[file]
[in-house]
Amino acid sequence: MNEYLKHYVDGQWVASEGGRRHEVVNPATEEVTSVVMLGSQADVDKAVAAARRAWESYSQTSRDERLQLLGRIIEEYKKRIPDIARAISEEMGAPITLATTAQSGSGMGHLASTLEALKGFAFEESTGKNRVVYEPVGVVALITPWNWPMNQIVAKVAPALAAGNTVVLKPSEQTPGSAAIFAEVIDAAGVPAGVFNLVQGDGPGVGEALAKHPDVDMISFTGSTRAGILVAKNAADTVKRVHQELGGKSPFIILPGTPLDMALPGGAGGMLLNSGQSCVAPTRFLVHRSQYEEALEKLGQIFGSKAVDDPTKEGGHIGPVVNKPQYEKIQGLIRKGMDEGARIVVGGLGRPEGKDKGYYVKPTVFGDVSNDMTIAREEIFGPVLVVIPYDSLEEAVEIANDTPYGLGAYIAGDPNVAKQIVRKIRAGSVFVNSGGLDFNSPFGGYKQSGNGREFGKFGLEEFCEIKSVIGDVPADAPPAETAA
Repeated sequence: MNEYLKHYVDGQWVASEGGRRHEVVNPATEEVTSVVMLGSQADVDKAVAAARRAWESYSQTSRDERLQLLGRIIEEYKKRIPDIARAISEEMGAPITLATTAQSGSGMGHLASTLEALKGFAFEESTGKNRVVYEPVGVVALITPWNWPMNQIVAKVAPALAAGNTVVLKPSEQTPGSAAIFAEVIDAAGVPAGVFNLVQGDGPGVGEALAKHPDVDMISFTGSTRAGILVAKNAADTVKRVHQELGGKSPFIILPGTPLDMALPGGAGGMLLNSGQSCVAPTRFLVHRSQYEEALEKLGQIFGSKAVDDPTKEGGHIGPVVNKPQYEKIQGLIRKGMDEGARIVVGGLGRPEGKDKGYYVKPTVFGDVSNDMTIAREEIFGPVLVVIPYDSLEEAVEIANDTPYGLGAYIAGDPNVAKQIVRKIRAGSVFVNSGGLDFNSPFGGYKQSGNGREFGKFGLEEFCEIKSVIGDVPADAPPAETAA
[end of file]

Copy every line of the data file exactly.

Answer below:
[in-house]
Amino acid sequence: MNEYLKHYVDGQWVASEGGRRHEVVNPATEEVTSVVMLGSQADVDKAVAAARRAWESYSQTSRDERLQLLGRIIEEYKKRIPDIARAISEEMGAPITLATTAQSGSGMGHLASTLEALKGFAFEESTGKNRVVYEPVGVVALITPWNWPMNQIVAKVAPALAAGNTVVLKPSEQTPGSAAIFAEVIDAAGVPAGVFNLVQGDGPGVGEALAKHPDVDMISFTGSTRAGILVAKNAADTVKRVHQELGGKSPFIILPGTPLDMALPGGAGGMLLNSGQSCVAPTRFLVHRSQYEEALEKLGQIFGSKAVDDPTKEGGHIGPVVNKPQYEKIQGLIRKGMDEGARIVVGGLGRPEGKDKGYYVKPTVFGDVSNDMTIAREEIFGPVLVVIPYDSLEEAVEIANDTPYGLGAYIAGDPNVAKQIVRKIRAGSVFVNSGGLDFNSPFGGYKQSGNGREFGKFGLEEFCEIKSVIGDVPADAPPAETAA
Repeated sequence: MNEYLKHYVDGQWVASEGGRRHEVVNPATEEVTSVVMLGSQADVDKAVAAARRAWESYSQTSRDERLQLLGRIIEEYKKRIPDIARAISEEMGAPITLATTAQSGSGMGHLASTLEALKGFAFEESTGKNRVVYEPVGVVALITPWNWPMNQIVAKVAPALAAGNTVVLKPSEQTPGSAAIFAEVIDAAGVPAGVFNLVQGDGPGVGEALAKHPDVDMISFTGSTRAGILVAKNAADTVKRVHQELGGKSPFIILPGTPLDMALPGGAGGMLLNSGQSCVAPTRFLVHRSQYEEALEKLGQIFGSKAVDDPTKEGGHIGPVVNKPQYEKIQGLIRKGMDEGARIVVGGLGRPEGKDKGYYVKPTVFGDVSNDMTIAREEIFGPVLVVIPYDSLEEAVEIANDTPYGLGAYIAGDPNVAKQIVRKIRAGSVFVNSGGLDFNSPFGGYKQSGNGREFGKFGLEEFCEIKSVIGDVPADAPPAETAA